• Olanzapine is an antipsychotic that blocks multiple neurotransmitters involved in CINV. Trials of olanzapine in combination with granisetron plus dexamethasone and palonosetron plus dexamethasone have demonstrated effectiveness in preventing CINV.

Nursing Implications:

This article demonstrated the importance of combination therapy for prevention and management of CINV. The author provides a good overview of relevant physiology, mechanism of action of current agents, and current regimens used. The article points to the need for additional research with the use of olanzapine for CINV.

Wickham, R. (2010). Best practice management of CINV in oncology patients: II. Antiemetic guidelines and rationale for use. Journal of Supportive Oncology, 8(2, Suppl. 1), 10–15.

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Type of Resource/Evidence-Based Process:

The search strategy was not applicable or stated.

Results Provided in the Reference:

This article discussed underlying shared principles in chemotherapy-induced nausea and vomiting (CINV) guidelines from the American Society of Clinical Oncology (ASCO), the Multinational Association for Supportive Care in Cancer (MASCC), and the National Comprehensive Cancer Network (NCCN).

  • Common goals among these guidelines are to prevent CINV and to identify the risk period for CINV asscociated with at least four days of moderate- and high-intensity emetogenic treatments.
  • The guidelines report that oral and IV formulations of 5-HT3 receptor antagonists are equally effective.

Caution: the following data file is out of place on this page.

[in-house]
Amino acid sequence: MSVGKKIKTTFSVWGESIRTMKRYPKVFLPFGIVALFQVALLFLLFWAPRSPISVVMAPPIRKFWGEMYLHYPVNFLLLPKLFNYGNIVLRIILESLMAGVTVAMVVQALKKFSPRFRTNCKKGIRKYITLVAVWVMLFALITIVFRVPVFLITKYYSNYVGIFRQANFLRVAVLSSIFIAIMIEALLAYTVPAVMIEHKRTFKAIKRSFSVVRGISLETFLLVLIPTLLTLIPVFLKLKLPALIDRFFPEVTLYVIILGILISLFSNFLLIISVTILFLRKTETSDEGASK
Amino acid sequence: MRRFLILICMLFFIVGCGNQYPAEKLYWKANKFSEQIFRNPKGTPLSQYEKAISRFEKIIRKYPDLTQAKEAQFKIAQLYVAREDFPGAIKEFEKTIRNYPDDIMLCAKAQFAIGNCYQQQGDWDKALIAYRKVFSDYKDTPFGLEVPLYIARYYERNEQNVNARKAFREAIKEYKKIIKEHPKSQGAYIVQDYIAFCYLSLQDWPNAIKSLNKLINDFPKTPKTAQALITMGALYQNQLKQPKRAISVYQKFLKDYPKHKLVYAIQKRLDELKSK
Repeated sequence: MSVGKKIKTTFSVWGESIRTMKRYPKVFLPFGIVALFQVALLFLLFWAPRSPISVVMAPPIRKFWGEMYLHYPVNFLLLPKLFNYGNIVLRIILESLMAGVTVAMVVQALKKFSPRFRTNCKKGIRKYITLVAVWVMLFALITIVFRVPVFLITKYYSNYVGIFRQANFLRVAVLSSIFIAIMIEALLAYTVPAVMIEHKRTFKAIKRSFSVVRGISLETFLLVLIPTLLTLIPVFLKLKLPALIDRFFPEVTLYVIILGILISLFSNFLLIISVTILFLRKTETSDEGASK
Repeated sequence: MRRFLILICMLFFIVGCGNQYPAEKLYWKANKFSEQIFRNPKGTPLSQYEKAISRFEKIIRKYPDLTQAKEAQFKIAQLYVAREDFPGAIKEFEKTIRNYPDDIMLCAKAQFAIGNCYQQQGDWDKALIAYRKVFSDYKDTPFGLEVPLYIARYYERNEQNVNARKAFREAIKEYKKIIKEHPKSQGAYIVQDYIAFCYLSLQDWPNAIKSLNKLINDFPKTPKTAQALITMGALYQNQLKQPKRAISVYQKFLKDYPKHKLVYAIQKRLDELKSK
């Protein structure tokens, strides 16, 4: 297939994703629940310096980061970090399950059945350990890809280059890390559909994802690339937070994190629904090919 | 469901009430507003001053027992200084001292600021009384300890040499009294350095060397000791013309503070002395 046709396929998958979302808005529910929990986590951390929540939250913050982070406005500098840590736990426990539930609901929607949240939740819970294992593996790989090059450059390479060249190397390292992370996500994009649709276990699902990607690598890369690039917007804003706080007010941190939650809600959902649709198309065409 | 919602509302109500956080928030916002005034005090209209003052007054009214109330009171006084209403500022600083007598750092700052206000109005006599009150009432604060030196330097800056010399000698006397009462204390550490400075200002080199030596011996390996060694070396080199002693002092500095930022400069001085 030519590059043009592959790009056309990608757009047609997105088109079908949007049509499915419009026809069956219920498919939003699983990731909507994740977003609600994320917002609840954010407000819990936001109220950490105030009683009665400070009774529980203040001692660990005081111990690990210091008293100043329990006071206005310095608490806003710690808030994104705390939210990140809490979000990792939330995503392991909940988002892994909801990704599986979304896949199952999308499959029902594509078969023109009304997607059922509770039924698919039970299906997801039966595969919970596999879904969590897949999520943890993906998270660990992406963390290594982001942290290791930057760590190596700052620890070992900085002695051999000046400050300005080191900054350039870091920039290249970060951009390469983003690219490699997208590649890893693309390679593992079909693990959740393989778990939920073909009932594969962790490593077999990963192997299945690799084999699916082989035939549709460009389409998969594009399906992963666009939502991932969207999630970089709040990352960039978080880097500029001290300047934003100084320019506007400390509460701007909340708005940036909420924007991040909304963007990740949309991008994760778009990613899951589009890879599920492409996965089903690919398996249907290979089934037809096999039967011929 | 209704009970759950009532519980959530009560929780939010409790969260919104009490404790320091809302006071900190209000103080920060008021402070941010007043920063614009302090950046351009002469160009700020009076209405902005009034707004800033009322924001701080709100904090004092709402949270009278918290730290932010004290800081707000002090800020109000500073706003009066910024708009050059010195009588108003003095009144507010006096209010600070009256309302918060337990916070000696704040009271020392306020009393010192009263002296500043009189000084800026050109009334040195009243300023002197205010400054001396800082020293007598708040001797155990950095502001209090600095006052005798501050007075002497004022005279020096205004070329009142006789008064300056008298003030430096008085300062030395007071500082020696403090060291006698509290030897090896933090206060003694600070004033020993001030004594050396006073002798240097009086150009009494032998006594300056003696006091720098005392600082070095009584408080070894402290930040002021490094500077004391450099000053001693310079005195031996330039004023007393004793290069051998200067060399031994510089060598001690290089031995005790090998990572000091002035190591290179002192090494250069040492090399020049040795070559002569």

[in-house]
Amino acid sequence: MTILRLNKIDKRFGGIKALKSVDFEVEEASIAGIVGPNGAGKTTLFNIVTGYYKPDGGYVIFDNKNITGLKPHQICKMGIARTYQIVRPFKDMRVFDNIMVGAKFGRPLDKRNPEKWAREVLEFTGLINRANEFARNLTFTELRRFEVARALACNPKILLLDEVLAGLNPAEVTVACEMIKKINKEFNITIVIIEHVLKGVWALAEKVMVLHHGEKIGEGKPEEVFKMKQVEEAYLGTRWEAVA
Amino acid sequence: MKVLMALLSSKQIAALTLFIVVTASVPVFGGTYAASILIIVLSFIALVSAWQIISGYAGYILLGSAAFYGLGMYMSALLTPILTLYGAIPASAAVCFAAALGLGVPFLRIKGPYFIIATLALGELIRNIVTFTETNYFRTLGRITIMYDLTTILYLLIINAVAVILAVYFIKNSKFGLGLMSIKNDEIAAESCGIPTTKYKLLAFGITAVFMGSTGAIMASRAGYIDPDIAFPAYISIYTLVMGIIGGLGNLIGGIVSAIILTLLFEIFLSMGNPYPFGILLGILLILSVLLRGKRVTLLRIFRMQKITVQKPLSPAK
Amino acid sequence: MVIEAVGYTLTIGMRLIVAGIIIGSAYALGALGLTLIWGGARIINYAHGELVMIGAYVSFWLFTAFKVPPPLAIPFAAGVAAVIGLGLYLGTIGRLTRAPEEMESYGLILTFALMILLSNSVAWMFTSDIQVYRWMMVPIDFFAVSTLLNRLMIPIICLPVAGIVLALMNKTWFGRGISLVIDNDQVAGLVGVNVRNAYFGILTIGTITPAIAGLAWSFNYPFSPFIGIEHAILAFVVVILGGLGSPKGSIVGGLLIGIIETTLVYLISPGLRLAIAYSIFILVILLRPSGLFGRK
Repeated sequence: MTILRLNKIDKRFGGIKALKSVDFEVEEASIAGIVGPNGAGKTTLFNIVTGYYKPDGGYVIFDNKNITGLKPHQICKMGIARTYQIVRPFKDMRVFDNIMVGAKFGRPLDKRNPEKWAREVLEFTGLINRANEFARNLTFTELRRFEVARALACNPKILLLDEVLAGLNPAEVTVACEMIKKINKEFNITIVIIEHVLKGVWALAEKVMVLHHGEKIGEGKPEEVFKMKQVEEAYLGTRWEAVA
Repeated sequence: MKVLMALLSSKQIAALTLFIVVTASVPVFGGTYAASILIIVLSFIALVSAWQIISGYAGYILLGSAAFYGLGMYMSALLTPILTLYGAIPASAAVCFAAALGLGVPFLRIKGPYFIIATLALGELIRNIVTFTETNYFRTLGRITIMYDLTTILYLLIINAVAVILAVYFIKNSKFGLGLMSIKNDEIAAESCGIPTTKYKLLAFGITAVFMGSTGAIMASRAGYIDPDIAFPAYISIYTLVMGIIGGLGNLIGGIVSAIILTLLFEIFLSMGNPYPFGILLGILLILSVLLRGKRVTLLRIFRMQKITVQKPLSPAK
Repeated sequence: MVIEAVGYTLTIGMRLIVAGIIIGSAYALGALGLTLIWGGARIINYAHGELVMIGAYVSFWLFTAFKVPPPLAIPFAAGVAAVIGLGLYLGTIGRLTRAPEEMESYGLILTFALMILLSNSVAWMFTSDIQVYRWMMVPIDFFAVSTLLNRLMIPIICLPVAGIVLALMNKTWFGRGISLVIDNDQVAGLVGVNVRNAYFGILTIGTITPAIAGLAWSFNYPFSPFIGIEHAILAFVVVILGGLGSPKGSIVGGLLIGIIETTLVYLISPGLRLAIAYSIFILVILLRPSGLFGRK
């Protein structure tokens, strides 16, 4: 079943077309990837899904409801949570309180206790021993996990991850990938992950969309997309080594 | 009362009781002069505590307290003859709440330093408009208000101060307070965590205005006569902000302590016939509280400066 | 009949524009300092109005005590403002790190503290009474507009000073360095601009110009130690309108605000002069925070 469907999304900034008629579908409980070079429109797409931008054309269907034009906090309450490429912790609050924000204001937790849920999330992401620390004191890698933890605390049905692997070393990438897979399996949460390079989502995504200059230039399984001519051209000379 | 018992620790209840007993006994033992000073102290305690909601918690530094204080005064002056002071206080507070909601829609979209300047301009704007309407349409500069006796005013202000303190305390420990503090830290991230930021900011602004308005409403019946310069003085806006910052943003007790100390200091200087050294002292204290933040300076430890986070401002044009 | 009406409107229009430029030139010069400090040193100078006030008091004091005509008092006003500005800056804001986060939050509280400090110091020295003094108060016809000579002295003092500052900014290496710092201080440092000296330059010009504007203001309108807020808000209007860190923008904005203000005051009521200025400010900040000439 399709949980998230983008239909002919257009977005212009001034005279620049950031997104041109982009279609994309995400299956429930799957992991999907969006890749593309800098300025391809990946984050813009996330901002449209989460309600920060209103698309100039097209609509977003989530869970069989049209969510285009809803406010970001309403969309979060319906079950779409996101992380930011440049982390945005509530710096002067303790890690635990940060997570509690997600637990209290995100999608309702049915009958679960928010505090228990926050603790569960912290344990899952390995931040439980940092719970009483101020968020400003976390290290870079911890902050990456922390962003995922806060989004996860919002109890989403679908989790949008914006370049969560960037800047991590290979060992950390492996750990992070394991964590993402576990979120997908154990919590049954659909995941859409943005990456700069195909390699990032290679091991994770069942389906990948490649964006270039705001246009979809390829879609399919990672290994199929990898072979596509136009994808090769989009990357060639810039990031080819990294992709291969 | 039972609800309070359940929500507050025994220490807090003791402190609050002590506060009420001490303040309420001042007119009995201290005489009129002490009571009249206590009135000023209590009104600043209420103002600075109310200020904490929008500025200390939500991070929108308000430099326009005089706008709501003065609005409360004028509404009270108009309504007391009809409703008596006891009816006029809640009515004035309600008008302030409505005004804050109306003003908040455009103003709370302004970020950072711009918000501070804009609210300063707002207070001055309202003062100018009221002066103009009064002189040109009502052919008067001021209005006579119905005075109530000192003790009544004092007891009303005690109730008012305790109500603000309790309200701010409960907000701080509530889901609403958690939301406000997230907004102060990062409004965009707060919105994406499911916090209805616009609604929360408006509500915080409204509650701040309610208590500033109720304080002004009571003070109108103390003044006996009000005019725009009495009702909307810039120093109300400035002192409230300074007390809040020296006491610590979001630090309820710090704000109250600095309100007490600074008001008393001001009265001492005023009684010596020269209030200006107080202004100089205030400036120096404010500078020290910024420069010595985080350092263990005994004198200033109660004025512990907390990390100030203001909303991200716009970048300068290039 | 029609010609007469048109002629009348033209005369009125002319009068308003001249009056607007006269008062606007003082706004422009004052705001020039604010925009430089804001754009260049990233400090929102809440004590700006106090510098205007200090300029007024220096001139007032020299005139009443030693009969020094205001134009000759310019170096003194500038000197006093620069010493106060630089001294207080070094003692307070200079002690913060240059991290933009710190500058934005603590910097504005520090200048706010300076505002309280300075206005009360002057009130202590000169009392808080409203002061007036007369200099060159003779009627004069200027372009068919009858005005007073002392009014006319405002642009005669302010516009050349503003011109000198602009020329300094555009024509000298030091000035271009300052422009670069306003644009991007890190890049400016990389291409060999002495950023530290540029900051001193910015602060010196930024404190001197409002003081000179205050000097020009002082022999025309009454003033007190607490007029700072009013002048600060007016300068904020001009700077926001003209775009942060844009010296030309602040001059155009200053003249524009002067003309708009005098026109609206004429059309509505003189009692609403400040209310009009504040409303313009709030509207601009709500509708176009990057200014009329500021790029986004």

• Selection of an antiemetic regimen should be based on the emetic risk of the chemotherapy being used as well as patient factors and experience.
  • Prophylactic antiemetics should be used when the risk of CINV is 10% or more.
  • A table of chemotherapeutic medications by emetogenic risk was provided. The author noted that such risk assignment does not provide for moving up the CINV risk ladder according to differing patient experience. Current guidelines are similar in terms of antiemetic regimens but only outline this for the first course of chemotherapy.
  • The article provided a brief review of current specific antiemetic recommendations provided in guidelines. Substantial differences exist between physician and nursing assignment of patient risk for delayed CINV, and limited evidence exists regarding the best approaches for breakthrough CINV.

Guidelines & Recommendations:

Currently recommended agents for breakthrough CINV are prochlorperazine, metoclopramide with or without diphenhydramine, haloperidol, dexamethasone, dronabinol nabilone, lorazepam, alternating 5-HT3 receptor antagonists, olanzapine, and promethazine. The author noted that guidelines are useful, but guideline adherence can only go to a certain extent in preventing CINV, particularly with delayed symptoms, multiple-day chemotherapeutic regimens, high-dose chemotherapy, breakthrough CINV, and refractory CINV.

Nursing Implications:

CINV guidelines are a good clinical tool to help clinicians implement evidence-based practice; however, their use needs to be accompanied by accurate patient assessments throughout the period of CINV risk. A standard guideline may not fit the needs of all patients and recommendations need to be viewed as a starting point for individualized patient care. More study and attention needs to be given to issues of delayed, breakthrough, and refractory CINV. This article is expert opinion-based and does not provide evidence for all information provided.